RIYADH (Reuters) - The dingy corridors and gloomy wards of a long-abandoned Saudi Arabian hospital have drawn hundreds of amateur ghost hunters who believe it to be haunted by jinn, the malevolent spirits of the Koran and Arabian mythology.
The macabre fascination with Riyadh’s Irqa Hospital, which treated Gulf War combatants in 1991, began with tweeted rumours and escalated to the point where hundreds of youths broke into the grounds, smashing windows and starting fires.
“Teenagers sent text messages calling for an operation against some of the jinn who live in the hospital, and they broke into the hospital and smashed its facilities and burned 60 percent of it,” Okaz newspaper reported last week.
The rampage prompted angry press complaints the authorities were allowing the building to fall into disrepair.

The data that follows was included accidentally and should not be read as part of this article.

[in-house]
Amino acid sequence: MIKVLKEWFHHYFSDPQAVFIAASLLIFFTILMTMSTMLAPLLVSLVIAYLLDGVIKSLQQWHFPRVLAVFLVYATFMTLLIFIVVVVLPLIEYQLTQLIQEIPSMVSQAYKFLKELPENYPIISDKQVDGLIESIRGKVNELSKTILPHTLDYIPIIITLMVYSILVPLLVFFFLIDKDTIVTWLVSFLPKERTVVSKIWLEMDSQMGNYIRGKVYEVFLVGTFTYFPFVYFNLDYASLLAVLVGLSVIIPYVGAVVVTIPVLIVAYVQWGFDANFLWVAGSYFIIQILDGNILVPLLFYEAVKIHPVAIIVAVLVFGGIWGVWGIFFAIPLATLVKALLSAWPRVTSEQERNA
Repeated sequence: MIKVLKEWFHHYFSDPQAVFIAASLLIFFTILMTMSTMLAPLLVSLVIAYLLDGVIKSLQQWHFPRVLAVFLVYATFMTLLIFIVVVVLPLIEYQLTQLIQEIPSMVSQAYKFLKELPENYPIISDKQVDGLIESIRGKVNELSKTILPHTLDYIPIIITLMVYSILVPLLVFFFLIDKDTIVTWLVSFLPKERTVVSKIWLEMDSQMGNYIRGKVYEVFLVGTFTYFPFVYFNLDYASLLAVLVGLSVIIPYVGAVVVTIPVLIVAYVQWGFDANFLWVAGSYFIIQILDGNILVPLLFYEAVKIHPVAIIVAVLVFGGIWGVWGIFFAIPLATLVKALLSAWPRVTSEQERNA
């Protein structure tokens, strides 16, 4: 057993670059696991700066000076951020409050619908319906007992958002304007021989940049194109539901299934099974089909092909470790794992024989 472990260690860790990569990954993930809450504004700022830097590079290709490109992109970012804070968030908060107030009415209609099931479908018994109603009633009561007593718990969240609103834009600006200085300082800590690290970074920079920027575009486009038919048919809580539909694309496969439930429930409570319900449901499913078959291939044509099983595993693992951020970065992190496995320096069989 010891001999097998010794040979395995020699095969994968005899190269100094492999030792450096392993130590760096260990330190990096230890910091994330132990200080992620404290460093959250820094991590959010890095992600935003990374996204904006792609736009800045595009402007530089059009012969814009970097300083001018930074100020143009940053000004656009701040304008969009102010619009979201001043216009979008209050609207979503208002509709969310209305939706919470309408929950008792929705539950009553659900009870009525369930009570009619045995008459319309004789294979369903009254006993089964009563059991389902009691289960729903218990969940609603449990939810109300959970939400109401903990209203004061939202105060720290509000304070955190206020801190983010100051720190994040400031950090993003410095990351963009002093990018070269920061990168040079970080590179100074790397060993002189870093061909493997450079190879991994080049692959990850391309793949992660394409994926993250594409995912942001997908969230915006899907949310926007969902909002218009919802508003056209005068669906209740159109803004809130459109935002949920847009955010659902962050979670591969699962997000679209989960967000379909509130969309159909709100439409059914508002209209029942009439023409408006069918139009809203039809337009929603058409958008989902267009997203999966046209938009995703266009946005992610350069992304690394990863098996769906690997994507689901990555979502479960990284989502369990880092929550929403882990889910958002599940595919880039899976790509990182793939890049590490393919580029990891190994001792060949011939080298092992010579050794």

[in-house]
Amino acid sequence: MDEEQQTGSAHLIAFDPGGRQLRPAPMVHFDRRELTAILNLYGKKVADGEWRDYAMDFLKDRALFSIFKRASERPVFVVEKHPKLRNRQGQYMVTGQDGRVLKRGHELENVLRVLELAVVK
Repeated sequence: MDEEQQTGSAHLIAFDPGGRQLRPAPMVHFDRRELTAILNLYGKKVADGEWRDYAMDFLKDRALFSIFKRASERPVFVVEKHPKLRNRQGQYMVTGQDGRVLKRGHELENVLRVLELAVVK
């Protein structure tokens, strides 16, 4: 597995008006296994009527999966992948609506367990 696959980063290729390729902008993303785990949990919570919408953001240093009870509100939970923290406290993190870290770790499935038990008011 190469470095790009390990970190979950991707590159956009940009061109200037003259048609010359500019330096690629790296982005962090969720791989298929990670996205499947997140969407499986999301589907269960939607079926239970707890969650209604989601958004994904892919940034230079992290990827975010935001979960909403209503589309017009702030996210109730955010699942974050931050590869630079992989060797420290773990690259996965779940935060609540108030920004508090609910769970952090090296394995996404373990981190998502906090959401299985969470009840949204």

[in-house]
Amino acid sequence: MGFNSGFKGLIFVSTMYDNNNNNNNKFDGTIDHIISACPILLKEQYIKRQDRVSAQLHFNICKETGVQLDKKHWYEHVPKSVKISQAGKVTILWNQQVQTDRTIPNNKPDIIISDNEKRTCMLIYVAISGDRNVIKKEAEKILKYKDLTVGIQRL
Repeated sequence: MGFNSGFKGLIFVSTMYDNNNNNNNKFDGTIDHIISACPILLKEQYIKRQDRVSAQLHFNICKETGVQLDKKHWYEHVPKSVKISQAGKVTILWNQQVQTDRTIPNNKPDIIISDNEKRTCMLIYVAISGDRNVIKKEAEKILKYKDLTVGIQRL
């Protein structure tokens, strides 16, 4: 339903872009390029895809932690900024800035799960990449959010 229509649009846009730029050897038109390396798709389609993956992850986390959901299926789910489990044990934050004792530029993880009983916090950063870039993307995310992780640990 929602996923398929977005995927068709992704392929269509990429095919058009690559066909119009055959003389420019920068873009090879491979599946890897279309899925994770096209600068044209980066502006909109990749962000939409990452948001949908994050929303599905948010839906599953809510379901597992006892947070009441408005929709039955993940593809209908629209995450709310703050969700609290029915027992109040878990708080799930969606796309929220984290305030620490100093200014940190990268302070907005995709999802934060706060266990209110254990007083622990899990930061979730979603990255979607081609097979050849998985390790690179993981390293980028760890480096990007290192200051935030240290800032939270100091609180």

Several films have since been posted on YouTube showing grinning young men exploring the building’s deserted rooms in search of evidence of spectral activity.
One showed blazing palm trees that had been torched by the ghost hunters.
Jinn fever reached the point where the Health Ministry issued a terse statement on Monday disclaiming responsibility for the decaying building, which it said was privately owned and too decrepit to be revived as a working hospital.
A columnist in the English-language Saudi Gazette daily on Tuesday recommended that authorities form “a committee for the jinn” to help the owners of possessed houses.
“It would be no understatement to say we are sick and tired of evil sorcerers,” said the article.
Belief in jinn is enshrined in Muslim cosmology, with numerous mentions of them in the Koran.
Unlike in the Western tradition of ghosts, jinn are not the lost souls of the dead but beings who lead parallel lives to humans, whom they sometimes tempt into sinful ways.
Reporting by Angus McDowall; editing by Andrew Roche